Finding an objective is one of the most, if not the most, important aspect of preparation for an actor. Regardless of the approach/philosophy or practice, finding the character’s objective is paramount for understanding the text and enabling yourself to “step into” the shoes of the character. So why does it still trip so many actors up?

Firstly, for anyone completely new to acting an objective is 1 of 2 things and sometimes both. What does the character want from the scene? What does the character want from the other character(s) in the scene?

Why is it 2 things?

More often than not the objective requires one character getting something from the other character in the scene. This is typically what an objective would be. However it is important to take into consideration the master objective too, the through thread of the story, the hero’s journey. By the character getting what they need from the other character it may well enable them to get closer to their master objective.

I’m going to use an example from Training Day with Denzel Washington and Ethan Hawke. Please watch the clip below (up until around 1:30 as this is where the objective changes) and come up with your own objectives for both characters:

Okay, so a seemingly self explanatory scene, some of the more common suggestions from my students were:

Alonzo wants to explain why he murdered the guy.

Alonzo wants to defend himself.

Jake wants Alonzo to understand he doesn’t agree with him.

Jake wants Alonzo to follow the rules of the police.

Okay cool, so there were some other options/variants but mostly in the same ball park and whilst these are valid objectives they’re not hugely exciting and won’t help in enabling you to find the stakes in the scene.

Once you’ve made a decision on an objective that you’re happy with I want you to get into the habit of asking yourself why?

This small added step will revolutionise your ability to choose a strong objective.

Acting’s about humanity right? It’s why we watch films and theatre, we want to relate, want to see human beings experiencing life to perhaps exorcise our own demons, to not feel so fucking lonely, to see that “oh shit, people feel like that too.” I chose depressing reasons on purpose, of course sometimes it’s nice to just relax and have a glass of wine too, but we still want to be moved.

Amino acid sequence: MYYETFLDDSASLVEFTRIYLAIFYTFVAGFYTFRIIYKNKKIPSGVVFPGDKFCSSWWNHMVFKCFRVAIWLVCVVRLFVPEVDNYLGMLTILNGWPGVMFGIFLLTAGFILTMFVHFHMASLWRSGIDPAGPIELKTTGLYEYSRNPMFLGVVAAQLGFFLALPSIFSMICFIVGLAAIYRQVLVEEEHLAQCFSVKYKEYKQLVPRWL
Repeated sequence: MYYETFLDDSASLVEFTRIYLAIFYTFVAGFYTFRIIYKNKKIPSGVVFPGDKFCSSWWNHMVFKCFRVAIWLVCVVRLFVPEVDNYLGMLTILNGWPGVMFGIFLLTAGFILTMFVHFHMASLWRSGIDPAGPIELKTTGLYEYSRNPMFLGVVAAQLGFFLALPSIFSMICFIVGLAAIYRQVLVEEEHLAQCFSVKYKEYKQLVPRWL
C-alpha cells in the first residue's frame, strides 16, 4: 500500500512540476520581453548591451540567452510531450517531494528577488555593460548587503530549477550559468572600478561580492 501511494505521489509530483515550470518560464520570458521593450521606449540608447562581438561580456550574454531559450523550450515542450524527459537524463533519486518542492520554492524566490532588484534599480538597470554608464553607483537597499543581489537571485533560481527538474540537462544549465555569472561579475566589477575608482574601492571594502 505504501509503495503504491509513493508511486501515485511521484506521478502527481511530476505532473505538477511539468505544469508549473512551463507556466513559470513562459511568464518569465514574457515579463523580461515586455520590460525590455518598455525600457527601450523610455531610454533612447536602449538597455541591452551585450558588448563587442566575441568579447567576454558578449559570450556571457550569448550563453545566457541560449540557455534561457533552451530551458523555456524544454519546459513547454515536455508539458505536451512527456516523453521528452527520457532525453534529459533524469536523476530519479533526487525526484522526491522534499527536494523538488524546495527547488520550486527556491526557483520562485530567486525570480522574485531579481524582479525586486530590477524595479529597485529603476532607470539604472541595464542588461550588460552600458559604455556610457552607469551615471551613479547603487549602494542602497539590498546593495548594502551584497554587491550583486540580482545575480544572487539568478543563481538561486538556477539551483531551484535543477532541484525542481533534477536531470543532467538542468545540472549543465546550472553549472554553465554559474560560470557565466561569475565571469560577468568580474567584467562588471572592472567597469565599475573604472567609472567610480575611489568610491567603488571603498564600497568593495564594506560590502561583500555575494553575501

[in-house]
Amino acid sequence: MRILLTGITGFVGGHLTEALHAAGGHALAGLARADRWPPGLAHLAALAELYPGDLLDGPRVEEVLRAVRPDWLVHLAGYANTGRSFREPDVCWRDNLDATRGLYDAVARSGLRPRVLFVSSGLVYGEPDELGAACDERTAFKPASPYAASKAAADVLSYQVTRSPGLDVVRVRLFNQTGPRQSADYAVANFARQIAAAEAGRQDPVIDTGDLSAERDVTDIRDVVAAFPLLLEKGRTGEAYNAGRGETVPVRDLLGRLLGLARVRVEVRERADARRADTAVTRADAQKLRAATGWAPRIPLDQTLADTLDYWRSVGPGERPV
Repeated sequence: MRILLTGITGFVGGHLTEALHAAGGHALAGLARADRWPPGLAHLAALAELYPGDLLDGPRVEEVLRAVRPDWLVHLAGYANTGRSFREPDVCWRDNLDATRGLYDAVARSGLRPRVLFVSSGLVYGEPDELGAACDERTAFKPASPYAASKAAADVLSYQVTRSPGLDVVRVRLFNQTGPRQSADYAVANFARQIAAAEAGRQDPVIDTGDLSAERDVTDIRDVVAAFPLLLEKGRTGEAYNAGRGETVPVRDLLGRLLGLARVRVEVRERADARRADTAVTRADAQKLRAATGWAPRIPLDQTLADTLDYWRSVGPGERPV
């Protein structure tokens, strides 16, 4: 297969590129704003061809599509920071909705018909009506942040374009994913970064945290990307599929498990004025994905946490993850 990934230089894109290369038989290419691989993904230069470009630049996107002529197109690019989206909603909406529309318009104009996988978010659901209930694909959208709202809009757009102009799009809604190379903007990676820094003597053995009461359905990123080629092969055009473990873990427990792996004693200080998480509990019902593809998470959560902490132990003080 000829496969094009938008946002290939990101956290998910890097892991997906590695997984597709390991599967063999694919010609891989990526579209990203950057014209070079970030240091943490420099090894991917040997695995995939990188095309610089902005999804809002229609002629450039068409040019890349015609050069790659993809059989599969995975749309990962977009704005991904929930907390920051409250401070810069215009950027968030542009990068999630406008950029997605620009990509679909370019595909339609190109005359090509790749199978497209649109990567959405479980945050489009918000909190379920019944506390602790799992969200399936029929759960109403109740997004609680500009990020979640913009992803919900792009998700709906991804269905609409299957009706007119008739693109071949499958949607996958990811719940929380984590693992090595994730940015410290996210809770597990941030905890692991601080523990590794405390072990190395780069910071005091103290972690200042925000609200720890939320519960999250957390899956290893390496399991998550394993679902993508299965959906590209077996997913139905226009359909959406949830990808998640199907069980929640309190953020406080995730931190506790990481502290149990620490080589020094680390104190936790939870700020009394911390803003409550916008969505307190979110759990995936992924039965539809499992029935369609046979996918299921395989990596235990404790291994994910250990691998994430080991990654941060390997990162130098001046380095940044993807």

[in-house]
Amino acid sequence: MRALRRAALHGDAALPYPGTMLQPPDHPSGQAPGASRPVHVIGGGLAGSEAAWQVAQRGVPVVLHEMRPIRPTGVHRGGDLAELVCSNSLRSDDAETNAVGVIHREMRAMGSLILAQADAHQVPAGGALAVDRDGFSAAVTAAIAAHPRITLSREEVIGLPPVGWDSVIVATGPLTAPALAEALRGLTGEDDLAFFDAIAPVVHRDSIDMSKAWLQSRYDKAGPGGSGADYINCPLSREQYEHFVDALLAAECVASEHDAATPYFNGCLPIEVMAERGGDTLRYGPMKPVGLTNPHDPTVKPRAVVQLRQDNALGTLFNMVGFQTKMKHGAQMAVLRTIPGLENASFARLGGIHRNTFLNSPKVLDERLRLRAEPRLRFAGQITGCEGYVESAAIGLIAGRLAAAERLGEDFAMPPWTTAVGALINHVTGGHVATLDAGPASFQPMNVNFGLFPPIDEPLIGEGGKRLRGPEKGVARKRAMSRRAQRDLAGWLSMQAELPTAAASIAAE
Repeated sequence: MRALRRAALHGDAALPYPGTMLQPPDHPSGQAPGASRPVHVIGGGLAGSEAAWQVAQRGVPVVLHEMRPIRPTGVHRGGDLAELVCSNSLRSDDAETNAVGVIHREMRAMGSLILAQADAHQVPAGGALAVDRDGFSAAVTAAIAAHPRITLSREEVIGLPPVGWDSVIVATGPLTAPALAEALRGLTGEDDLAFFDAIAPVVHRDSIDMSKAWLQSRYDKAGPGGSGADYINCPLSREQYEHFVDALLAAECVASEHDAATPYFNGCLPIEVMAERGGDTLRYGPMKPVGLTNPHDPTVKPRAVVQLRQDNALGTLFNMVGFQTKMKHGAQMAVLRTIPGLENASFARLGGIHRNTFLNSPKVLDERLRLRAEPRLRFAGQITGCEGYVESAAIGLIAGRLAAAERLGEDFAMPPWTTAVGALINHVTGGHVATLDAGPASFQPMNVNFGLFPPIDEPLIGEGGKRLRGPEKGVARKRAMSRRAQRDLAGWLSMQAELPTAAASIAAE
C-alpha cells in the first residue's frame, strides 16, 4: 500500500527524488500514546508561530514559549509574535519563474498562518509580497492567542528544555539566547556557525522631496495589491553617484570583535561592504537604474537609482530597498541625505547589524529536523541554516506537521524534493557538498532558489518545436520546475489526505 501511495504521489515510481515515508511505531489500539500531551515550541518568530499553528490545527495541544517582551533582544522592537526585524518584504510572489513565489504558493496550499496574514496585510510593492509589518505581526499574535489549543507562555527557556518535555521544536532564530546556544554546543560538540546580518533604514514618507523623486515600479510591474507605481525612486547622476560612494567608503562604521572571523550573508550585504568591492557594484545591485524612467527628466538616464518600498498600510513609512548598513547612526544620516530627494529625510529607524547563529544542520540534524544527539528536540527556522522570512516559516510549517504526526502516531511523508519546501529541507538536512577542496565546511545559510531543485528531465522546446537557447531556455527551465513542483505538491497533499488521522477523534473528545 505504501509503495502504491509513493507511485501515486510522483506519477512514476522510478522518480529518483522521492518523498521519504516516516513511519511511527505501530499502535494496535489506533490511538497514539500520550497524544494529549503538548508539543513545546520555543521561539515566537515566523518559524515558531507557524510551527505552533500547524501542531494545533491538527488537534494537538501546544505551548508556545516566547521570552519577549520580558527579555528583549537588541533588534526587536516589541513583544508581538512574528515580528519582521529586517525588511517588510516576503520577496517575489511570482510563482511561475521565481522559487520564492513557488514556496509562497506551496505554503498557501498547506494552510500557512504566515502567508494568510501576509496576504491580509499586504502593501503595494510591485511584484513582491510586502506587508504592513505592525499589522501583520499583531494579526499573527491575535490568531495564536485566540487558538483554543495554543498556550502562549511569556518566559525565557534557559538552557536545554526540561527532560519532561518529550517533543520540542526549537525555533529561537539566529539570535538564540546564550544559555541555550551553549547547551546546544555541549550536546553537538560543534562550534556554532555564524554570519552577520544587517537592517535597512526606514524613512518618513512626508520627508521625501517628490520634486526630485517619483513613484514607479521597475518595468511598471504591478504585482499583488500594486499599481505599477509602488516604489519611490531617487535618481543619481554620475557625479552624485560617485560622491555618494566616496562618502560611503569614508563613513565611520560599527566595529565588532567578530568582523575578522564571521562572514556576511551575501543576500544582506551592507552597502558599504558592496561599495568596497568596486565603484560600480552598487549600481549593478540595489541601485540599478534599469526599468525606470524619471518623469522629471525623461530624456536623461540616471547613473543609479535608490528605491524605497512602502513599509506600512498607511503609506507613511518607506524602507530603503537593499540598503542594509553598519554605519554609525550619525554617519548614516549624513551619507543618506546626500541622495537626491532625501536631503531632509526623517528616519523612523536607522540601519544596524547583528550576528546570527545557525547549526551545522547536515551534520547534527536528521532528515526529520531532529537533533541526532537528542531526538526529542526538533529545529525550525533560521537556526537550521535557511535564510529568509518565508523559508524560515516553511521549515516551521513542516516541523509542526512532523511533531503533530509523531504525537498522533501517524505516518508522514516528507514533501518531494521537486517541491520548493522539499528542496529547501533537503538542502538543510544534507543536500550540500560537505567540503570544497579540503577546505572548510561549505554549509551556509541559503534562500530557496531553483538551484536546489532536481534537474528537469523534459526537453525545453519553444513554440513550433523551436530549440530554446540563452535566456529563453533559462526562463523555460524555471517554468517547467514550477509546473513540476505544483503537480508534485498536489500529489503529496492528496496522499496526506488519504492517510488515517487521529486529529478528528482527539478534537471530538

As actors it’s our job to put that humanity into the script, our own humanity – because that’s all we have. So lets make our objectives something to get excited about. Choose an objective that turns you on. Yes. You should be excited by your work or else what’s the point? 

Here’s my suggestions for this scene:

Alonzo wants to show Jake that it’s a fucking dog eat dog world, get real or get killed.

Jake wants Alonzo to wake up and see that he’s completely morally bankrupt and no better than the criminals

Okay? Bit better. That’s something that makes me want to get up and perform. I understand that, it sparks a feeling in me, something deep and primal! And just like that I’m loaded and ready to go, no emotional prep, no sitting in silence for 5 minutes whilst I “get into character” – give me the script and let me at the other actor. 

That’s what an objective should be and that’s why you should always ask yourself Why?

Alonzo wants to explain why he murdered the guy.


He thinks Jake’s soft. He thinks Jake lives in a cotton bud world. He thinks Jake’s green. Alonzo wants Jake to stop being so naive and get with the program etc. You see my point here, let’s tap into the imagination, let your mind run wild for a moment and then come back to the text. 

Failure to prepare is preparing to fail. Get your prep right. And it starts with the objective.

Thanks for reading.

3 responses to “Objectives: If you’re excited so are we”

  1. Thank you for this article. I really like how you mentioned to choose an objective that gets YOU excited and makes YOU want to perform.


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